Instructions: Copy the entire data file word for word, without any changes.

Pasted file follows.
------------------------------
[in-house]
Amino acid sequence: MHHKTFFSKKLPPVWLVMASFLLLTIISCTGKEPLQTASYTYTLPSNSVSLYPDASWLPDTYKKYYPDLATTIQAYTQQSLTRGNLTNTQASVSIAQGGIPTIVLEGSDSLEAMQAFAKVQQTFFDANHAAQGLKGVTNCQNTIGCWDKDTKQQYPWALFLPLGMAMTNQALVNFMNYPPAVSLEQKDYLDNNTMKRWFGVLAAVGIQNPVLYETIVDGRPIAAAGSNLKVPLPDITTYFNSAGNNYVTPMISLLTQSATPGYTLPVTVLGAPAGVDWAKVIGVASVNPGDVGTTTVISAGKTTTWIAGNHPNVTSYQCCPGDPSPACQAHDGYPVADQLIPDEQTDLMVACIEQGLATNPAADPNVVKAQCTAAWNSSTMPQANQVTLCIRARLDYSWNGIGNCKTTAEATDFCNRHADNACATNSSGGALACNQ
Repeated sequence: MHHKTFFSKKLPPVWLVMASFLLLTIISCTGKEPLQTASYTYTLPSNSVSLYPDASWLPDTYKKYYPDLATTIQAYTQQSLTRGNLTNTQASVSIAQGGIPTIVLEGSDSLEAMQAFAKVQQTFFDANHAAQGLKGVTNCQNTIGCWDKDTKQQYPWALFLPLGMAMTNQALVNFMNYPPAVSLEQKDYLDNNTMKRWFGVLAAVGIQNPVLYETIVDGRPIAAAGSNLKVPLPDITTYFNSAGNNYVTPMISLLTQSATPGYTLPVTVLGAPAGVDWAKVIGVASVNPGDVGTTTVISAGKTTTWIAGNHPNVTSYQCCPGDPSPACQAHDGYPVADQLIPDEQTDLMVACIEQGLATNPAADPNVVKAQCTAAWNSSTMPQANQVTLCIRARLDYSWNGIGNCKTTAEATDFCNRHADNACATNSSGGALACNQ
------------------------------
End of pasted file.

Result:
[in-house]
Amino acid sequence: MHHKTFFSKKLPPVWLVMASFLLLTIISCTGKEPLQTASYTYTLPSNSVSLYPDASWLPDTYKKYYPDLATTIQAYTQQSLTRGNLTNTQASVSIAQGGIPTIVLEGSDSLEAMQAFAKVQQTFFDANHAAQGLKGVTNCQNTIGCWDKDTKQQYPWALFLPLGMAMTNQALVNFMNYPPAVSLEQKDYLDNNTMKRWFGVLAAVGIQNPVLYETIVDGRPIAAAGSNLKVPLPDITTYFNSAGNNYVTPMISLLTQSATPGYTLPVTVLGAPAGVDWAKVIGVASVNPGDVGTTTVISAGKTTTWIAGNHPNVTSYQCCPGDPSPACQAHDGYPVADQLIPDEQTDLMVACIEQGLATNPAADPNVVKAQCTAAWNSSTMPQANQVTLCIRARLDYSWNGIGNCKTTAEATDFCNRHADNACATNSSGGALACNQ
Repeated sequence: MHHKTFFSKKLPPVWLVMASFLLLTIISCTGKEPLQTASYTYTLPSNSVSLYPDASWLPDTYKKYYPDLATTIQAYTQQSLTRGNLTNTQASVSIAQGGIPTIVLEGSDSLEAMQAFAKVQQTFFDANHAAQGLKGVTNCQNTIGCWDKDTKQQYPWALFLPLGMAMTNQALVNFMNYPPAVSLEQKDYLDNNTMKRWFGVLAAVGIQNPVLYETIVDGRPIAAAGSNLKVPLPDITTYFNSAGNNYVTPMISLLTQSATPGYTLPVTVLGAPAGVDWAKVIGVASVNPGDVGTTTVISAGKTTTWIAGNHPNVTSYQCCPGDPSPACQAHDGYPVADQLIPDEQTDLMVACIEQGLATNPAADPNVVKAQCTAAWNSSTMPQANQVTLCIRARLDYSWNGIGNCKTTAEATDFCNRHADNACATNSSGGALACNQ